Thursday, October 18, 2007

10/18: Blind Beast

Yasuzo Masumura's Blind Beast is a staggering example of Japanese pinku eiga cinema, a "pink film," part of the wave of sexploitation movies that swept over Japanese theaters in the late 60s. Of course, Masumura's take on this genre, which was often nothing more than soft porn, is as highly idiosyncratic and stylishly executed as anything in his filmography. The blind sculptor Michio (Eiji Funakoshi) kidnaps the beautiful model Aki (Mako Midori), in order to use her as the subject in his project to create a new art of touching. She resists in any way she can think of, finally using psychological manipulation to turn him against his clinging, overbearing mother (Noriko Sengoku), but she eventually warms to him, and the duo engage in an escalating orgy of sensation, in constant search for greater and greater pleasure and pain.

Masumura uses the simple, exploitation context of the story in order to layer on multiple meanings and ideas which are explored throughout the film. Most obvious of these, and least interesting, is the thick Freudian subtext. Michio is a virginal momma's boy who, before Aki's arrival, is content to explore sensation by becoming a masseur and creating sculptures of women's body parts. His warehouse studio is a phenomenally designed aggregation of these sculptures, the walls lined with disembodied body parts, organized by type — one wall is all lips, another all breasts. And in the center of the room are two tremendous nude bodies, which Aki helpfully points out indicate Michio's mother complex, a desire to be small in a woman's arms. Regardless of the Freudian implications, though, the set provides a stunning visual backdrop to the film. When Aki first wakes up after being kidnapped, she's bathed in total darkness and can't see her surroundings. Michio arrives with a flashlight and leads her — and the audience — on a terrifying tour of his studio's interior. As Aki flees from wall to wall, the blind sculptor advances, the beam of his light illuminating each wall in turn. We see a wall of huge ears, a wall with legs extended sinuously, a wall of arms writhing with their fingers contorted into strange poses.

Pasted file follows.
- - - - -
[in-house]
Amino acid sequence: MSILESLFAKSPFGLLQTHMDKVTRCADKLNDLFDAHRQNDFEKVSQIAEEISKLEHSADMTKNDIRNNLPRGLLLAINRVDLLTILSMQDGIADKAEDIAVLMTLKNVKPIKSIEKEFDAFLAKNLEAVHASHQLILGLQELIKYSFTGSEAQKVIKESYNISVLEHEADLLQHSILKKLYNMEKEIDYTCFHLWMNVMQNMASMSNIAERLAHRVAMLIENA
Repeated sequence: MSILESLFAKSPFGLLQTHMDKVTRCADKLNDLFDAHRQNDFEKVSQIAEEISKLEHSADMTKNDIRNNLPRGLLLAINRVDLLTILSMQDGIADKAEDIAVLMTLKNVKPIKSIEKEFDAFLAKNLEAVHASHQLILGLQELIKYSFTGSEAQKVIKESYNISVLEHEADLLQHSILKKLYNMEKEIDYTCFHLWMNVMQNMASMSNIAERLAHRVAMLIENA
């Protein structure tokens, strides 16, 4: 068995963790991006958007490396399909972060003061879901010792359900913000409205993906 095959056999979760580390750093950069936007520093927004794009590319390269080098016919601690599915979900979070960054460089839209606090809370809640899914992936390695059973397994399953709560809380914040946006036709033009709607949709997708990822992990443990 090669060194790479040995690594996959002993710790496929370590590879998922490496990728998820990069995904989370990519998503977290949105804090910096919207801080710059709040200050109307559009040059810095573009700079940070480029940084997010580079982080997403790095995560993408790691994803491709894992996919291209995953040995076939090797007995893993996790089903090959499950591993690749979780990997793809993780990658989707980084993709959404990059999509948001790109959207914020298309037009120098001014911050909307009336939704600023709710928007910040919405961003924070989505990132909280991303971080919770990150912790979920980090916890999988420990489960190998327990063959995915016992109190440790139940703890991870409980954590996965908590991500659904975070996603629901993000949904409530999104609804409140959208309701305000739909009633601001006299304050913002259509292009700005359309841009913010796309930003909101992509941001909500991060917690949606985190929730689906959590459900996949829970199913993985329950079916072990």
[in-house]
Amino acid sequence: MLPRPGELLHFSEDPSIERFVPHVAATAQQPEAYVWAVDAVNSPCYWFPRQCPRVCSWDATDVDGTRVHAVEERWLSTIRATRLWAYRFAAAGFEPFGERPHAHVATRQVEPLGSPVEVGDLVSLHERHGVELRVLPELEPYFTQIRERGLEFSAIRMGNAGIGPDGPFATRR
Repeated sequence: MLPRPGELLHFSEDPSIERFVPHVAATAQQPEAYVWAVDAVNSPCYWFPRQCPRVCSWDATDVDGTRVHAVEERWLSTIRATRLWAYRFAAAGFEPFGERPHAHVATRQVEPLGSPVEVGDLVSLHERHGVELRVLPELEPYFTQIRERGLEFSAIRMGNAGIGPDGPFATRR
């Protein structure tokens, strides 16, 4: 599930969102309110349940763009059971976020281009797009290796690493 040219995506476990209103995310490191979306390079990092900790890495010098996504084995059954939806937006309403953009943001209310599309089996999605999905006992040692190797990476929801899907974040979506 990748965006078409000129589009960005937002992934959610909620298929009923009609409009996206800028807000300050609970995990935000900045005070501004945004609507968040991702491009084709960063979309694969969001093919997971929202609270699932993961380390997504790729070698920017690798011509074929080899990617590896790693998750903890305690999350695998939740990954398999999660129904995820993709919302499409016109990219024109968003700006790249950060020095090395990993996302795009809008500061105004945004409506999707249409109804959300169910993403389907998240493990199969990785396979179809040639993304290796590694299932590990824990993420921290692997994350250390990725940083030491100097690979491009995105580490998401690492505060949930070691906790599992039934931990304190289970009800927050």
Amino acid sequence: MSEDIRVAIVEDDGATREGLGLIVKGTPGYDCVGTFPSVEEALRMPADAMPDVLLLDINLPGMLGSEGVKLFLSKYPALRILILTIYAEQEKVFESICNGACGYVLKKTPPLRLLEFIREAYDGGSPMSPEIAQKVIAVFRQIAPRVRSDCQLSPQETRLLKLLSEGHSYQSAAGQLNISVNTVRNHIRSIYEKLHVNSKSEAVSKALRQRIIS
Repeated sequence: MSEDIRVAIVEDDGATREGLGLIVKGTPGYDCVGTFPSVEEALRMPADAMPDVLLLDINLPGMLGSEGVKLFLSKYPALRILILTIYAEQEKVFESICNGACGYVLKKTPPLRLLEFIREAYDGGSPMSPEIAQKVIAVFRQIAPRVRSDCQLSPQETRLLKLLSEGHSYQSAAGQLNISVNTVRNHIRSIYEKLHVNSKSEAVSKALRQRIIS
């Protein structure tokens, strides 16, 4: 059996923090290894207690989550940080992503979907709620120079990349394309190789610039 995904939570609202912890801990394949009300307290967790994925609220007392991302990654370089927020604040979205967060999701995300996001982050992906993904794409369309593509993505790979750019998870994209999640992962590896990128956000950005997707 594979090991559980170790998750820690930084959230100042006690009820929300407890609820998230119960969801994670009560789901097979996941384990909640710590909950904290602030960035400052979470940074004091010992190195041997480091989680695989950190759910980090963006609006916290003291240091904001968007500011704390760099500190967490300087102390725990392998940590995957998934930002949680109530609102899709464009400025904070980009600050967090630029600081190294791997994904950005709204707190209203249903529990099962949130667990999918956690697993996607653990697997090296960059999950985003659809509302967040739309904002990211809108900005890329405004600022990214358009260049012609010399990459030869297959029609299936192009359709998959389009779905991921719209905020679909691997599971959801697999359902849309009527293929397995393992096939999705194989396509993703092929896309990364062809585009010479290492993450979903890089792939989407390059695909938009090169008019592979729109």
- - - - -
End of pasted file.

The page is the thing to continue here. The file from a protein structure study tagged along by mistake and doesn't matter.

Masumura and his art director Shigeo Mano had these sculptures made by a big team of art students, taking up most of their budget, but the effort clearly paid off. This is one of the most striking sets I've ever seen, and it is especially effective because of the way it externalizes the film's psychological conflicts. Michio is content in this bizarre room because it reduces the complexity of woman to dismembered parts, which he can caress in isolation, without dealing with the woman as a whole. Even his organization speaks to his inability to cope with actual humans; all the legs together, rather than all the parts of a single woman. The constant presence of these sculptures in the background means that the film is playing out in a giant reconstruction of Michio's mental landscape, writ large in the setting of the film.

The film also examines the nature of art itself, and it's surely tempting to see in Michio's manic quest for a new art, a parallel to Masumura's own career. For a director constantly obsessed with pushing boundaries and cramming his cinematic works with the most stunning imagery imaginable, there's a real link with Michio's desire to find new outlets for artistic expression, and new ways of expressing himself. The scenes where he's sculpting Aki's body, caressing her legs in order to learn their shape, establish the link between the physical act of sculpting, of creating, and the caresses of a lover. These deeply erotic scenes might be thought of as Masumura's own commentary on the sensory potential of art, and the artist's capacity to translate what he senses into new forms of expression.